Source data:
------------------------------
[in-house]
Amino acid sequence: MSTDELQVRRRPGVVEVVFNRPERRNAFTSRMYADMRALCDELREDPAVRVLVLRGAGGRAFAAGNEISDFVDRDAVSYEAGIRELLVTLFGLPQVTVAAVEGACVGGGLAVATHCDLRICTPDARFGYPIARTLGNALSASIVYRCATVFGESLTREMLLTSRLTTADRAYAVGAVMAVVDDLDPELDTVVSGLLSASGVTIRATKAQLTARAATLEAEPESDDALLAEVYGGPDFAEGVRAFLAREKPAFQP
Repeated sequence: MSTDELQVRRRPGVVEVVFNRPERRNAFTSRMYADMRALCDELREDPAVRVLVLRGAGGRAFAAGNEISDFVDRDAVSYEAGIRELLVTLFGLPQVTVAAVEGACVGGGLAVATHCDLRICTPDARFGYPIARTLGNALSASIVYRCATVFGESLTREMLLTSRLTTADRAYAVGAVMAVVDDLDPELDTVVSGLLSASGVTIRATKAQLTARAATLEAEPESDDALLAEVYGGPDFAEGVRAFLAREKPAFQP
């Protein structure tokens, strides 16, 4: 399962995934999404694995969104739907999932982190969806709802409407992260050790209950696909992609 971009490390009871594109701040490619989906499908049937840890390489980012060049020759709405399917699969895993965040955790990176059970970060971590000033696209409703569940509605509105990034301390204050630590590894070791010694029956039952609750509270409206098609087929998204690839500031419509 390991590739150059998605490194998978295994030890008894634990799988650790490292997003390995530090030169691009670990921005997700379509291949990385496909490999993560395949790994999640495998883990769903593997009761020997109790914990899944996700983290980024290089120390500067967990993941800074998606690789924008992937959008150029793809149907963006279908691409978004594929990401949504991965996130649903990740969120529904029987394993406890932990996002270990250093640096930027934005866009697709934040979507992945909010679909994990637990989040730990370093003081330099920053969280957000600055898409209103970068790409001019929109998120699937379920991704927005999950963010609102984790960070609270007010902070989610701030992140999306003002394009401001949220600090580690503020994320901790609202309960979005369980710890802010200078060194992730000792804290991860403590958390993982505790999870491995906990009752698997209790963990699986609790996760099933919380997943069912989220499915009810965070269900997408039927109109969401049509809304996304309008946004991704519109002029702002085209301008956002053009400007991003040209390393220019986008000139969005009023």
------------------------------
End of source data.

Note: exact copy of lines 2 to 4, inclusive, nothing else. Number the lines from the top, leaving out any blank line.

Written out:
Amino acid sequence: MSTDELQVRRRPGVVEVVFNRPERRNAFTSRMYADMRALCDELREDPAVRVLVLRGAGGRAFAAGNEISDFVDRDAVSYEAGIRELLVTLFGLPQVTVAAVEGACVGGGLAVATHCDLRICTPDARFGYPIARTLGNALSASIVYRCATVFGESLTREMLLTSRLTTADRAYAVGAVMAVVDDLDPELDTVVSGLLSASGVTIRATKAQLTARAATLEAEPESDDALLAEVYGGPDFAEGVRAFLAREKPAFQP
Repeated sequence: MSTDELQVRRRPGVVEVVFNRPERRNAFTSRMYADMRALCDELREDPAVRVLVLRGAGGRAFAAGNEISDFVDRDAVSYEAGIRELLVTLFGLPQVTVAAVEGACVGGGLAVATHCDLRICTPDARFGYPIARTLGNALSASIVYRCATVFGESLTREMLLTSRLTTADRAYAVGAVMAVVDDLDPELDTVVSGLLSASGVTIRATKAQLTARAATLEAEPESDDALLAEVYGGPDFAEGVRAFLAREKPAFQP
């Protein structure tokens, strides 16, 4: 399962995934999404694995969104739907999932982190969806709802409407992260050790209950696909992609 971009490390009871594109701040490619989906499908049937840890390489980012060049020759709405399917699969895993965040955790990176059970970060971590000033696209409703569940509605509105990034301390204050630590590894070791010694029956039952609750509270409206098609087929998204690839500031419509 390991590739150059998605490194998978295994030890008894634990799988650790490292997003390995530090030169691009670990921005997700379509291949990385496909490999993560395949790994999640495998883990769903593997009761020997109790914990899944996700983290980024290089120390500067967990993941800074998606690789924008992937959008150029793809149907963006279908691409978004594929990401949504991965996130649903990740969120529904029987394993406890932990996002270990250093640096930027934005866009697709934040979507992945909010679909994990637990989040730990370093003081330099920053969280957000600055898409209103970068790409001019929109998120699937379920991704927005999950963010609102984790960070609270007010902070989610701030992140999306003002394009401001949220600090580690503020994320901790609202309960979005369980710890802010200078060194992730000792804290991860403590958390993982505790999870491995906990009752698997209790963990699986609790996760099933919380997943069912989220499915009810965070269900997408039927109109969401049509809304996304309008946004991704519109002029702002085209301008956002053009400007991003040209390393220019986008000139969005009023």